Organised crime is hardly a patriotic endeavor.  It has a high tolerance for large sums being spent as a “cost of doing business” if those costs facilitate the least resistance.  Wars amongst themselves, with political enablers, or Security Services are few and far between.  After all, as with all wars, the costs of waging them in blood and treasure often outweigh the rewards.  Loyalty is to the $ and not a nation.

However, criminal loyalty to the nation can be bought – or at least hired – to further the national cause.

Simply being told that for relatively uninterrupted business to continue, it is expected by the State that organised crime deliver a robust message, or bribe, or coerce a certain party, or engage in a concerted action of “x” criminality in city, region or even country “y”.  A rather grubby variation upon Track 2 diplomacy perhaps.

By way of example, both Ukraine and Germany have both recently publicly raised concerns about Russian organised crime, tasked by Russian Security Services, deliberately creating crime sprees that fall outside the usual organised crime remit within their nations – Crimes which clearly have societal and therefore political implications before their respective constituencies for the political classes.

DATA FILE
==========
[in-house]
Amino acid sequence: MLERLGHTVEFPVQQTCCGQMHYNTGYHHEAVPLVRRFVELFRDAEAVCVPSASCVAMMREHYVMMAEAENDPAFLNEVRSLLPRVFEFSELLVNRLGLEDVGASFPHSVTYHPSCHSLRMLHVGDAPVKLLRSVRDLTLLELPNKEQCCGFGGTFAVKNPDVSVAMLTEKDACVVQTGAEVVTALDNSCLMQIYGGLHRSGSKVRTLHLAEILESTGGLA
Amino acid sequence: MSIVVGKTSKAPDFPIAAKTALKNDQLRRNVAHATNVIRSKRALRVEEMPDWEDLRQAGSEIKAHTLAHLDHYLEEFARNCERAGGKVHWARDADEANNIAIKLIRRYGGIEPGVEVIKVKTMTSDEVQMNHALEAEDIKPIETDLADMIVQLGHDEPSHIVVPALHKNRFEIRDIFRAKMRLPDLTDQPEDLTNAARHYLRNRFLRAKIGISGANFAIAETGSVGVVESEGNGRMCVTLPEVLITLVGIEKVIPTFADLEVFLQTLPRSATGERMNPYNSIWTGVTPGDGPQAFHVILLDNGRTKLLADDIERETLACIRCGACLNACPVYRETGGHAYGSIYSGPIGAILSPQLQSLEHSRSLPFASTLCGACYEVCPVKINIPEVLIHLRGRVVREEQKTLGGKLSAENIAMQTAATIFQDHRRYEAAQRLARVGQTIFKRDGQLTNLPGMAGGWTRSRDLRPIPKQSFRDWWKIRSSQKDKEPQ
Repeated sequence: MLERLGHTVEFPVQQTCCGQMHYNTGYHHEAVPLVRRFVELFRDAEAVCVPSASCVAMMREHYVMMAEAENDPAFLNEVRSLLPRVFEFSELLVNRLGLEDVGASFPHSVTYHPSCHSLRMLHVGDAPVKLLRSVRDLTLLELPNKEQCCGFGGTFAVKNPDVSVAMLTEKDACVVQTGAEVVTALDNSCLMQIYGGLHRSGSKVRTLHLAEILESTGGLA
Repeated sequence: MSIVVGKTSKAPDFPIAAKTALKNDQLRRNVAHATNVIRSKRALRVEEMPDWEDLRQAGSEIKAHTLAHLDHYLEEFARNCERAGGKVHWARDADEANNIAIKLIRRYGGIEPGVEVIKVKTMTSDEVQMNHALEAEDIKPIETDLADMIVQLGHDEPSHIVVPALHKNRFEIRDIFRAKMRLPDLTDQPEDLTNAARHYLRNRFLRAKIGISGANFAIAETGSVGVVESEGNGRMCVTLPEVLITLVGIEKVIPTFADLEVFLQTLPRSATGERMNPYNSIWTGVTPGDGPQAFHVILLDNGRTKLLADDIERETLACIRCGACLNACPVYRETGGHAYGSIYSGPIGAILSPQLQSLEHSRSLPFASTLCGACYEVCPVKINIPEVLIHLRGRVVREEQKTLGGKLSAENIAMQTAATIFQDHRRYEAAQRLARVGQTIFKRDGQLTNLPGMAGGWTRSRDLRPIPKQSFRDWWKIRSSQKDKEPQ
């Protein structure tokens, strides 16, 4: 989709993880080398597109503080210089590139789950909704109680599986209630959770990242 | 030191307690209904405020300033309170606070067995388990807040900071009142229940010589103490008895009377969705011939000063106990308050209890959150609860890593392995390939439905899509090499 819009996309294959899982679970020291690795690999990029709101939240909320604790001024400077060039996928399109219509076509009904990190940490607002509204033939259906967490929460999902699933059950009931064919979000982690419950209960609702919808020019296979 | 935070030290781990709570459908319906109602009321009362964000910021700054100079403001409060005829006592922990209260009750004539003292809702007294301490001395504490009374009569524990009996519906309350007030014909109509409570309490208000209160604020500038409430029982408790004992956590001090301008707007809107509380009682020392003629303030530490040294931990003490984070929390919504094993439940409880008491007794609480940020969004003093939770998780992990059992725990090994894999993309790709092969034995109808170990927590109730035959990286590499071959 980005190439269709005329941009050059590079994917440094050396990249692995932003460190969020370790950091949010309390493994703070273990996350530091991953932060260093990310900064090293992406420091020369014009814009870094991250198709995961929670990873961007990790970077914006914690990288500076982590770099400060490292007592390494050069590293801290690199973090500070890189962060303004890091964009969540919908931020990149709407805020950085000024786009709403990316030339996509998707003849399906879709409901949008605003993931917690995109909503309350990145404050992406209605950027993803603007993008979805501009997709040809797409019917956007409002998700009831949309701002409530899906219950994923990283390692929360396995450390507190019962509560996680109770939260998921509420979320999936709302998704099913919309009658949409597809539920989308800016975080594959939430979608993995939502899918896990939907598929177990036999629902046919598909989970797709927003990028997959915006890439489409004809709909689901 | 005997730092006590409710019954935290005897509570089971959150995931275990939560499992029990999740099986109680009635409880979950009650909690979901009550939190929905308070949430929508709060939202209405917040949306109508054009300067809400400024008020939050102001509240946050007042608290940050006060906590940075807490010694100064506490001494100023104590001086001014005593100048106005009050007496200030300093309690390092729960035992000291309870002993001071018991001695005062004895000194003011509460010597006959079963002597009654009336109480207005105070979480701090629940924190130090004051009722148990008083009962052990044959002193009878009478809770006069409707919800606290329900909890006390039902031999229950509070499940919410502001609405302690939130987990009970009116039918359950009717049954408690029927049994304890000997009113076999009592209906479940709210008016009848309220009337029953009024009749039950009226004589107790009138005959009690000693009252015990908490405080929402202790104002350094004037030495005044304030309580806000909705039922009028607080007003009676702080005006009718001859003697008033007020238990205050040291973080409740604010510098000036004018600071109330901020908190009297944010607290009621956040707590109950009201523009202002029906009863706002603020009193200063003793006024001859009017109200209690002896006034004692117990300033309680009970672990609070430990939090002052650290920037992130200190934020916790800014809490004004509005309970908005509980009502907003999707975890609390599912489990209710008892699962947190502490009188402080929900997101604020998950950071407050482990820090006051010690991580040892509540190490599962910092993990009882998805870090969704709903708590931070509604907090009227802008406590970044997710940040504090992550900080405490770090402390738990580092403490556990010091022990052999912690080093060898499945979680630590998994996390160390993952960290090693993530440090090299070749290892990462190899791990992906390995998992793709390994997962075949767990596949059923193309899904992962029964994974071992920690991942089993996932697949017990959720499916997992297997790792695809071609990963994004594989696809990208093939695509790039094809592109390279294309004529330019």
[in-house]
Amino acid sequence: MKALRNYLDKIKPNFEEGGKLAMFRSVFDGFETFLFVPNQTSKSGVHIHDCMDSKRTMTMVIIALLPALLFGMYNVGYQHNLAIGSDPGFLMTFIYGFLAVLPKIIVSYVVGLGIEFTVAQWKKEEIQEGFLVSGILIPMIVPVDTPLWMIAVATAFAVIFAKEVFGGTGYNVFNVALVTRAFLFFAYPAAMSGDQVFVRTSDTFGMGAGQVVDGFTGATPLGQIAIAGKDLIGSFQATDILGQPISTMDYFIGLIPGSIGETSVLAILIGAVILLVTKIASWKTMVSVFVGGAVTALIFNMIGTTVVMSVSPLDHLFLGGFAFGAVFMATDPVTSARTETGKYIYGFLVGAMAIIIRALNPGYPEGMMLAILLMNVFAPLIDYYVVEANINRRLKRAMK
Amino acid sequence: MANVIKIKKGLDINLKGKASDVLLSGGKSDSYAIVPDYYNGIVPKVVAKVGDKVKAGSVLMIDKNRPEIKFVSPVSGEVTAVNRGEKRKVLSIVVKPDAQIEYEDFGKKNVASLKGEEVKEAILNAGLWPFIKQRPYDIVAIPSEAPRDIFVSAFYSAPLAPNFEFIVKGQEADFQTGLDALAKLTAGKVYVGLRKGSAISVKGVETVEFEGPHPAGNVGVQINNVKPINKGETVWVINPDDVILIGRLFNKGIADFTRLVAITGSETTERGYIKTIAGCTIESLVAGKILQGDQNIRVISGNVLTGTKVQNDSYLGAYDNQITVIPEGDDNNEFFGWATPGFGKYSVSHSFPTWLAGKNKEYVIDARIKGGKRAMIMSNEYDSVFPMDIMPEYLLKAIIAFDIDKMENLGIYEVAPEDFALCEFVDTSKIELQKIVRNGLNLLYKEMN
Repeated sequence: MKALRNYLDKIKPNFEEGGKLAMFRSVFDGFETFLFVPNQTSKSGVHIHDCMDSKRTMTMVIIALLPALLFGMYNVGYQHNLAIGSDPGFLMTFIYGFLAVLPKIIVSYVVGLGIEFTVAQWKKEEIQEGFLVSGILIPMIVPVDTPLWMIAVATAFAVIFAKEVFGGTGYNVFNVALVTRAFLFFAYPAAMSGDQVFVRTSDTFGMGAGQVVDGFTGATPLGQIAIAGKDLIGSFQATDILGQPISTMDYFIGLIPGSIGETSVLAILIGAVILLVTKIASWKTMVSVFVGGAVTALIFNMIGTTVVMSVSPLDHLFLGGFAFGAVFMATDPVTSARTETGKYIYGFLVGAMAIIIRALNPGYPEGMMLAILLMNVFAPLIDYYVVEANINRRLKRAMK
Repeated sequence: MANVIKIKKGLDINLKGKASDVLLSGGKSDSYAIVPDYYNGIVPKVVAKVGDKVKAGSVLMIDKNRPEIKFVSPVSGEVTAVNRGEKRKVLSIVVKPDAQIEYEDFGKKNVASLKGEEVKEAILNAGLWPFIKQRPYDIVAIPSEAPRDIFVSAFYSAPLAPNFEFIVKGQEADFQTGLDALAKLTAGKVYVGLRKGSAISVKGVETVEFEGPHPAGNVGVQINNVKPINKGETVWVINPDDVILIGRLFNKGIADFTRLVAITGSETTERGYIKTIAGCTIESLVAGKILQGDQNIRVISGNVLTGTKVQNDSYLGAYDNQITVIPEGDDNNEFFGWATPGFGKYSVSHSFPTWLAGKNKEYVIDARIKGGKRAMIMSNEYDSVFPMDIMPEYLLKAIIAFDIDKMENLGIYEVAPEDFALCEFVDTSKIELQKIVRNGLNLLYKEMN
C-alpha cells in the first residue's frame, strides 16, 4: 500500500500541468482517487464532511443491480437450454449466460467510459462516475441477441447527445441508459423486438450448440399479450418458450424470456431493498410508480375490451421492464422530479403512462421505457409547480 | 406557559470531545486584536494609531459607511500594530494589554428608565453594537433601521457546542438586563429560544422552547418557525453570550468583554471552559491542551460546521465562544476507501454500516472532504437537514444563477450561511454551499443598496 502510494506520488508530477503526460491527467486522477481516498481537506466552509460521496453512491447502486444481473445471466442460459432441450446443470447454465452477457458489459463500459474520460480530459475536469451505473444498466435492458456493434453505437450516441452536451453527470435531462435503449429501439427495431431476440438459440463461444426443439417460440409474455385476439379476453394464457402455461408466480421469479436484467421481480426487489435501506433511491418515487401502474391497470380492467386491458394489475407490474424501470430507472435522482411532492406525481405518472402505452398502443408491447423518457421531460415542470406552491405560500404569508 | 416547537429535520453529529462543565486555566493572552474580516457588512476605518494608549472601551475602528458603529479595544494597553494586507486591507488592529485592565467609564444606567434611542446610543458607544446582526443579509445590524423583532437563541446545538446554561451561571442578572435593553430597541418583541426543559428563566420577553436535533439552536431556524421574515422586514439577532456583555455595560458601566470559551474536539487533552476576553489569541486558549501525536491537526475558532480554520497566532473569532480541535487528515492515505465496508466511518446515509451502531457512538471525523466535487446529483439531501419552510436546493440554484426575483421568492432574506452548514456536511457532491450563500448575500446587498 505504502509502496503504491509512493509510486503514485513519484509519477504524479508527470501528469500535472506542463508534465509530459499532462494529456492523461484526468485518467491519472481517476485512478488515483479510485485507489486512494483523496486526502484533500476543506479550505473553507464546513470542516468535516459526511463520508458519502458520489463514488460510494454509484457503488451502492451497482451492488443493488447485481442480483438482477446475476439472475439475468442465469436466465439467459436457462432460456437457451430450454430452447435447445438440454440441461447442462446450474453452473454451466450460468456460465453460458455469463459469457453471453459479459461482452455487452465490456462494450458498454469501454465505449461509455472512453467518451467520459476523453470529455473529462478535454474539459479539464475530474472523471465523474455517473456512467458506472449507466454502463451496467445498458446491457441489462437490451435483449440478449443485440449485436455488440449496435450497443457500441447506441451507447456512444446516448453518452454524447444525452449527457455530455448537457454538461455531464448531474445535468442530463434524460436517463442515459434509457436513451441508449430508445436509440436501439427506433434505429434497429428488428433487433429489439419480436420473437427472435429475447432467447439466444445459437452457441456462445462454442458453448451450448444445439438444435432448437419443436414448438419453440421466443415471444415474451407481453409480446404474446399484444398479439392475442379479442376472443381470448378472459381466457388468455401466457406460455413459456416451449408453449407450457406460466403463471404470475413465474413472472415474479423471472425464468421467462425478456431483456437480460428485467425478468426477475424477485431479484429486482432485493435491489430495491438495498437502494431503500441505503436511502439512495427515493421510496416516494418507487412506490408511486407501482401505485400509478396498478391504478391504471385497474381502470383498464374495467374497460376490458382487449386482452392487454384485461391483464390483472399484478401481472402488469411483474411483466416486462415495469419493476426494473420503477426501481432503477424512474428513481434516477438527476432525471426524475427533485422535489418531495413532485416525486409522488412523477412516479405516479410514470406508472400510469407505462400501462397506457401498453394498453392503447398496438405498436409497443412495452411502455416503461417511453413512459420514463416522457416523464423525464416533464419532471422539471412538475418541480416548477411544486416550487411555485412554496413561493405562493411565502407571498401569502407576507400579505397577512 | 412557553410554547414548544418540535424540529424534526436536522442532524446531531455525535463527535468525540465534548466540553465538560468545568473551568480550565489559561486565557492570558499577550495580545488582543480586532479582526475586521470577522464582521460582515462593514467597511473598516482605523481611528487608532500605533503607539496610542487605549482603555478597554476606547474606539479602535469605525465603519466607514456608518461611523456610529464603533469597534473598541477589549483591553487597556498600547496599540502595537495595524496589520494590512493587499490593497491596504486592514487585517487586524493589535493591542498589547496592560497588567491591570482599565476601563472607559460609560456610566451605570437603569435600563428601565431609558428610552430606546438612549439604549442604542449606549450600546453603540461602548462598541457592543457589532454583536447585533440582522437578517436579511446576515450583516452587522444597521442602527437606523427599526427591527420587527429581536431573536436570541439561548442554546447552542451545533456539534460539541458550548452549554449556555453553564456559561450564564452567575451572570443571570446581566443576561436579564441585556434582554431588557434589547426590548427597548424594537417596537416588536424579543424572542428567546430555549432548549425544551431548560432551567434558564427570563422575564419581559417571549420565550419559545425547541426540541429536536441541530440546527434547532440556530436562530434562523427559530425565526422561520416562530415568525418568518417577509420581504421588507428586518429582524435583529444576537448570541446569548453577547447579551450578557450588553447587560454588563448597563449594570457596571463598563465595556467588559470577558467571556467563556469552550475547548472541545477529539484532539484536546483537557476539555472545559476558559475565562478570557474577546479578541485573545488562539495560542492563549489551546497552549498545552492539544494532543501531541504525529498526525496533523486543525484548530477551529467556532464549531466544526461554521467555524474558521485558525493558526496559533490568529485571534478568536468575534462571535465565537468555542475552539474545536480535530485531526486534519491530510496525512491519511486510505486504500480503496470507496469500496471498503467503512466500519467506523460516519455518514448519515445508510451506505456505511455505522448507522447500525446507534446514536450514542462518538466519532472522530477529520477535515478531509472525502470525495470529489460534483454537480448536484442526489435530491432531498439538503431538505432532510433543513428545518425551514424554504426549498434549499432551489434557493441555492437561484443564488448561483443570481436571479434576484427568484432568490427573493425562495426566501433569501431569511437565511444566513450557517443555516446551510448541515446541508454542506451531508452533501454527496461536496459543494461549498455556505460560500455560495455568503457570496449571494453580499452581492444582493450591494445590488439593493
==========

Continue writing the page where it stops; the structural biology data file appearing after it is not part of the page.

That the Ukrainian parliament twice recently refused to pass a draft law regarding “Thieves in law” may cause certain readers to wonder why – though it is perhaps a rhetorical question when considering the prose above and symbiotic relationships.

Nevertheless, the long anticipated “hiring” and mobilisation of organsied crime (next it will be religion that is selected from the tool box) by the Kremlin has seemingly visibly and tangibly begun to be felt – but perhaps unexpectedly within areas of criminality not normally associated with serious organised crime.

T’will be interesting to see how effectively the domestic national agencies deal with this – and the level of interaction between them.  It appears Russian organised crime, upon Kremlin instruction, is now prepared to engage in crime with a degree of organisation – at least for now.